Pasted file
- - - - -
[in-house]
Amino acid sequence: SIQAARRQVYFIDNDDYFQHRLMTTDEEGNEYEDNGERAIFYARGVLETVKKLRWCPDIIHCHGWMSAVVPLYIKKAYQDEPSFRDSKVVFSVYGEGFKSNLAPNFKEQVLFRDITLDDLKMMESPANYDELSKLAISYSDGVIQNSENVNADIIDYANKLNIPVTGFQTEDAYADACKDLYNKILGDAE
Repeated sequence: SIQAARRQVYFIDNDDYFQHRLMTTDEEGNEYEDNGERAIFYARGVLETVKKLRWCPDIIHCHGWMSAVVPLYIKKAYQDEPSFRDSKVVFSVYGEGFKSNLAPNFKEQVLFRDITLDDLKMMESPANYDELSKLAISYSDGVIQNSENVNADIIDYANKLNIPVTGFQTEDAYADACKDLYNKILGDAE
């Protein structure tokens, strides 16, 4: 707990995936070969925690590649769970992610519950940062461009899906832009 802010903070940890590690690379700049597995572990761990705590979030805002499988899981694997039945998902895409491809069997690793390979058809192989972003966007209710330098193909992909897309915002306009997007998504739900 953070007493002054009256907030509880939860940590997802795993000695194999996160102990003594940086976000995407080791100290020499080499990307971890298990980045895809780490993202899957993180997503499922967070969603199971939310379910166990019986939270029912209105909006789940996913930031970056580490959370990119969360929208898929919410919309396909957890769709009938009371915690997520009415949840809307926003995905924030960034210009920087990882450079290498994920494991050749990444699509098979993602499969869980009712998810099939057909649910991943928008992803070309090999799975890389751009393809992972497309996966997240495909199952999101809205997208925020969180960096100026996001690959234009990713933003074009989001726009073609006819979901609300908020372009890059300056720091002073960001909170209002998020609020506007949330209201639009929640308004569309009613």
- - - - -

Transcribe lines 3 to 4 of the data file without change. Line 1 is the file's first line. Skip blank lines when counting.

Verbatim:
Repeated sequence: SIQAARRQVYFIDNDDYFQHRLMTTDEEGNEYEDNGERAIFYARGVLETVKKLRWCPDIIHCHGWMSAVVPLYIKKAYQDEPSFRDSKVVFSVYGEGFKSNLAPNFKEQVLFRDITLDDLKMMESPANYDELSKLAISYSDGVIQNSENVNADIIDYANKLNIPVTGFQTEDAYADACKDLYNKILGDAE
């Protein structure tokens, strides 16, 4: 707990995936070969925690590649769970992610519950940062461009899906832009 802010903070940890590690690379700049597995572990761990705590979030805002499988899981694997039945998902895409491809069997690793390979058809192989972003966007209710330098193909992909897309915002306009997007998504739900 953070007493002054009256907030509880939860940590997802795993000695194999996160102990003594940086976000995407080791100290020499080499990307971890298990980045895809780490993202899957993180997503499922967070969603199971939310379910166990019986939270029912209105909006789940996913930031970056580490959370990119969360929208898929919410919309396909957890769709009938009371915690997520009415949840809307926003995905924030960034210009920087990882450079290498994920494991050749990444699509098979993602499969869980009712998810099939057909649910991943928008992803070309090999799975890389751009393809992972497309996966997240495909199952999101809205997208925020969180960096100026996001690959234009990713933003074009989001726009073609006819979901609300908020372009890059300056720091002073960001909170209002998020609020506007949330209201639009929640308004569309009613």